FILE PHOTO: BBC Director General Tony Hall makes a statement in London, Britain February 25, 2016. REUTERS/Adrian Dennis/pool
LONDON (Reuters) – Tony Hall will step down as the director general of the BBC in the summer to make way for a new person who will negotiate the future for the broadcaster with the government, he said on Monday.
Britain’s publicly funded broadcaster will need to negotiate a new charter with the government by 2027 and hold a mid-term review in 2022.
The BBC is one of Britain’s main news providers, as well as the biggest single television and radio broadcaster and the voice of the country to millions around the world.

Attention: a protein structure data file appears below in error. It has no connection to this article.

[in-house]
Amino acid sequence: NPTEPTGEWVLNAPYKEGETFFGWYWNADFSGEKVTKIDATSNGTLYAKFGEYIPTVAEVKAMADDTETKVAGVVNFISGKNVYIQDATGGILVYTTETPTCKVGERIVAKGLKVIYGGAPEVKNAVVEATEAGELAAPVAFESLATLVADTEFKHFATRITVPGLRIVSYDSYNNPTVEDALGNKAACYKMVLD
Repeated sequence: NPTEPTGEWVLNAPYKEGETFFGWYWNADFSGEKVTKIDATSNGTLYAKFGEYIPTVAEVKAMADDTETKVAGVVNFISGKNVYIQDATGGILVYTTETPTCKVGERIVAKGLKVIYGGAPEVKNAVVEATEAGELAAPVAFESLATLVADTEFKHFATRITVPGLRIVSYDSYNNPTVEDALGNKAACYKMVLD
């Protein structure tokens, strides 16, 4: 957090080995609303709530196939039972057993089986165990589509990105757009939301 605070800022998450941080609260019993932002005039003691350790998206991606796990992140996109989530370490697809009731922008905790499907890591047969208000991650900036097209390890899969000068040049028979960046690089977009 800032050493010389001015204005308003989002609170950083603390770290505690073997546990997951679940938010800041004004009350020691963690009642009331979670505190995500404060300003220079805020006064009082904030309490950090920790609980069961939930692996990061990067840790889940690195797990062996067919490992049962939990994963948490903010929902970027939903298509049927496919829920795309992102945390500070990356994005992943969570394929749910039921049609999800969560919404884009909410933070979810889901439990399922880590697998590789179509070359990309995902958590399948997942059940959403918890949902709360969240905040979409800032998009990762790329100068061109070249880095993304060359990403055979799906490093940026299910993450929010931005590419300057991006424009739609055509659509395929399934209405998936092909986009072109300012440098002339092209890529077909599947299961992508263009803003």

It is funded by what is in effect a 154.50-pound ($198) annual “license fee” tax on all television-watching households, has a central presence in British cultural life, with its TV, radio and online content reaching 92% of the population.
Prime Minister Boris Johnson has questioned if the BBC should continue to be supported by an annual fee paid by all viewing households regardless of how much they use the corporation’s services.
Reporting by Kate Holton and Paul Sandle; editing by Guy Faulconbridge